Smart Girls Know: How to Be a Job Huntress

Sometimes, you quit your job, pack up your stuff, and move across the country without so much as a whiff of a plan for your future. It happens.

If you’ve been following along, you know that this happened to me recently. Everyone and their grandmother chirped about how bad the job market is and how anyone who has a job should hold on to it for dear life, and I definitely listened. Then cheerfully typed my resignation letter and jumped in the U-Haul. I can’t say I regret the decisions I made, but I have found myself in the tough position of job hunting while craving (read: desperately requiring) a career change as well.

Paychecks are easier.

Odds are, you’re in the same boat, out on these rough seas, or you know someone who is. Let’s talk about a strategy…because man, do I need one.

Tip  #1 – The Perfect Resume: There are tons of useful resources online for your job search. Start with polishing up your resume by looking at other people’s resumes within your field (or samples) online, and make sure that you keep it ONE PAGE unless you have a crazy amount of experience or you’re a doctor. Microsoft Word has templates that you can use for free, and has a good section about resume writing. Same advice goes for Cover Letter writing.

Even if you aren’t looking for a creative position, take a look at this article just to get a new perspective on how to catch employers’ attention: 13 Insanely Cool Resumes That Landed Interviews at Google

Tip #2 – Professional E-Mail Address:  Create a “professional” email address that is just your name. If you have a really common name, it might be taken already. Whatever you do, do not add other words to your name to make the domain accept it! Add some numbers, the year, your birthday, whatever – but don’t add “Princess” or “guy.” Use this email address on all of the sites you join and for all correspondence with potential employers. Trust me, if they get an email from “”, they’ll go straight for the delete button.

Tip #3 – Harness the Power of the Internet: Post your beautiful resume on several job websites and sign up to receive alerts about new jobs available in your industries of choice. This is when you’ll be glad you have a separate email address!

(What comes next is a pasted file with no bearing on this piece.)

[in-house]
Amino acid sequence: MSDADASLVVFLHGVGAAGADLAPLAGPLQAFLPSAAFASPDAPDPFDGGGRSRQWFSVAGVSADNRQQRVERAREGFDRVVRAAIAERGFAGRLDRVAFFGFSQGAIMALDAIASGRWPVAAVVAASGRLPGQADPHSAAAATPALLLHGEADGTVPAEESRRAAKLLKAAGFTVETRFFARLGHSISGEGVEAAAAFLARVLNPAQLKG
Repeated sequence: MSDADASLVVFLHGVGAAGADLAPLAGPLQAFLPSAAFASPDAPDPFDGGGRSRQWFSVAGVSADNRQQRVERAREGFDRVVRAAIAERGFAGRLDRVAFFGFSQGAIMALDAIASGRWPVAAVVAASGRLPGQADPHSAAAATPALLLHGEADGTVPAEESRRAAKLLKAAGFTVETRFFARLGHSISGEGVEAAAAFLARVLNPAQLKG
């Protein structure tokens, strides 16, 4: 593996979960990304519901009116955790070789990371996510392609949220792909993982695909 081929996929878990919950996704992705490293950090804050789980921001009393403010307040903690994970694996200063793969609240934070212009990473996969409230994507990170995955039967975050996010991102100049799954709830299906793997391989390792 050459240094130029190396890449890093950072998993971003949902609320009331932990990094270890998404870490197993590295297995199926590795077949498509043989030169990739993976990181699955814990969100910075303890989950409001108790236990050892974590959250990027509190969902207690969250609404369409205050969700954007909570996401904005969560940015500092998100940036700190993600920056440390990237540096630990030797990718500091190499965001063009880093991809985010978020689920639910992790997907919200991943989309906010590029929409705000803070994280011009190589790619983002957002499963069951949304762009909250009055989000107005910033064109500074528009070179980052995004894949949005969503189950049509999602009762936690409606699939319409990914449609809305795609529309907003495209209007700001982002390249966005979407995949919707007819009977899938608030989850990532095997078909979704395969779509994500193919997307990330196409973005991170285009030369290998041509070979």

• – mostly large corporations and recruiters
  • – see above
  • – a comprehensive, user friendly site, great for small businesses and non-profits
  • – good for volunteering positions, non-profits and internships – NOT the best for a paying, full time job, but useful to get an idea of organizations you might be interested in looking in to working for
  • – make sure you have an informational profile with a professional picture and link up to as many people as possible! (See Tip #4) LinkedIn also has a job board that can be useful.
  • Your city’s job website – the virtual way of leafing through the classifieds with a red marker
  • -with a careful, discerning eye, you’ll be able to peruse the job section in seconds flat, but there are definitely gems in there sometimes! If you’re looking for part time work (“anything, please!”) and you’ve got a talent, check out the “Gigs” section too.

Tip#4 – Network Your Face Off: This is perhaps the most important part of your job search. Have no shame, be bold, and contact everyone you know (or don’t really know that well) that might be able to help you. If one person has heard your name, knows your parents, worked where you worked once, has anything in common with you, they could easily be your key into the proverbial treasure chest of interviews. Send polite, well written emails or connect on LinkedIn and send a message stating what your goal is. Seeing as you are blatantly asking someone you may not know well for help, be very considerate of their time and be concise and succinct.

Are you in the middle of a job hunt? Did you recently land your dream job and have other great tips on how you did so? Please share your story in the comments and start the conversation!